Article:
Holi is a Hindu holiday celebrated in India, Nepal, and other parts of the word between the end of February and the middle of March, and it’s known as the “Festival of Colors.” Typically coinciding the the phase of the full moon, it celebrates and honors the Hindu religion and one of the many myths that come from the wonderful religion. Over the course of a day, people celebrate fertility, color, love, good conquering evil, and the arrival of spring. The holiday is split into two main parts: Holika Dahan and Rangwali Holi.
Holika Dahan takes place the night before the actual day of Holiday, and families, friends, coworkers, and peoples of all enthicities and castes gather together to burn wood and dung cakes to symbolize the story of how Vishnu, the god of protection and preservation, burned a devil named Holika to death. According to the legend, Vishnu kills Holika to save Prahlad in a city named Multan. Prahlad was the king of Multan and a devout follower of Vishnu, and a boon (also known as a favor) was granted to him by allowing him to be safe from being unable to be killed by any living thing born from a womb. After the demon Holika had attempted to take his life multiple times, Prahlad was saved by Vishnu and went on to be a kind and generous king in his later years after he ascended to the throne.
Rangwali Holi is the day immediately following Holika Dahan, and it’s a day meant for spending time with close family and friends, and it celebrates the end of winter and the arrival of spring. During this part of the holiday, the Festival of Colors takes place, which is what is associated the most with the celebrations of Holi. The Festival of Colors is a festival meant for fun, happiness, and joy, and a wide array of colors is used to symbolically bless and cleanse those out celebrating to keep them from getting sick and spreading viral illnesses that are still lingering from the cold winter months. As a day of celebration and joy, people typically tend to take to the streets to throw the colored powders and water on other people as well as play instruments, sing, share food, dance, and drink.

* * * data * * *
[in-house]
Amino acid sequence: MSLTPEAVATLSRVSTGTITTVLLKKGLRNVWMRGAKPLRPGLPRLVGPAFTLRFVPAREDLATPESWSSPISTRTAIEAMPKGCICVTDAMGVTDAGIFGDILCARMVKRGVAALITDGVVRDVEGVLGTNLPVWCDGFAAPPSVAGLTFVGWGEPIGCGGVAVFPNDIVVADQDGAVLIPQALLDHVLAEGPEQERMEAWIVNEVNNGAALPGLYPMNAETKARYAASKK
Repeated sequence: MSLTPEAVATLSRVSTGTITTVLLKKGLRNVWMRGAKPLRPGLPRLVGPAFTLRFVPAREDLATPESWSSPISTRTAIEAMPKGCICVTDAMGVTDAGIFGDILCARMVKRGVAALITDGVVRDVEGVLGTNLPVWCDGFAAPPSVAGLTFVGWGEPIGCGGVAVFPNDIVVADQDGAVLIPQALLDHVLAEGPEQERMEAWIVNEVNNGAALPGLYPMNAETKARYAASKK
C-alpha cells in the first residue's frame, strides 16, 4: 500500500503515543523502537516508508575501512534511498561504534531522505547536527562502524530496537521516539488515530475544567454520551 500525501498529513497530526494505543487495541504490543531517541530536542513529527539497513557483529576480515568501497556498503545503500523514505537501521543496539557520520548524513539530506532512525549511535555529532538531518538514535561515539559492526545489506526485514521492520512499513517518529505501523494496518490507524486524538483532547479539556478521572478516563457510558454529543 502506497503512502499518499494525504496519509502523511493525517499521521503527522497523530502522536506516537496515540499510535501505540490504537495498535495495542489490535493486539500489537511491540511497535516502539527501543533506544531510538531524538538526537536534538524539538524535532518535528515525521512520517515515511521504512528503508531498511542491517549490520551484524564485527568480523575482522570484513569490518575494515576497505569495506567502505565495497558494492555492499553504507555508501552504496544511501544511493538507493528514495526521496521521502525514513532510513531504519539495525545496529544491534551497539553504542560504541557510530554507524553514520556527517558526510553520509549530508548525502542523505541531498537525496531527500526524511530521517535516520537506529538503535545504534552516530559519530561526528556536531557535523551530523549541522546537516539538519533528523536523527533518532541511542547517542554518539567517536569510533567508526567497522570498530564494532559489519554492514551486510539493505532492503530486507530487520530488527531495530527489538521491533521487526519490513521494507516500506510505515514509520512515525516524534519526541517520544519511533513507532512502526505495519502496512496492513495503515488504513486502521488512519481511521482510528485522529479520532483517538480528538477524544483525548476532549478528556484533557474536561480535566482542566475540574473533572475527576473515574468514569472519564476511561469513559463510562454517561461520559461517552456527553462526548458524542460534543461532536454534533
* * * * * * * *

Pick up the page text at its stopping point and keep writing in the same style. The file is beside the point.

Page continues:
While Holi is a Hindu holiday that has been celebrated in India and Nepal for centuries, it’s been gaining popularity in in other religions, cultures, and other parts of the world in recent years. Many use it as a way of celebrating Indian culture and heritage while showing an appreciation for the holiday, and many others celebrate and appreciate the holiday for what it represents, regardless of its historical ties to the cultures of India, Nepal, and the Hindu religion. Although there are several discussions over whether celebrating the holiday is cultural appropriation or cultural appreciation, the holiday and its celebrations will most likely continue to grow in popularity around the world.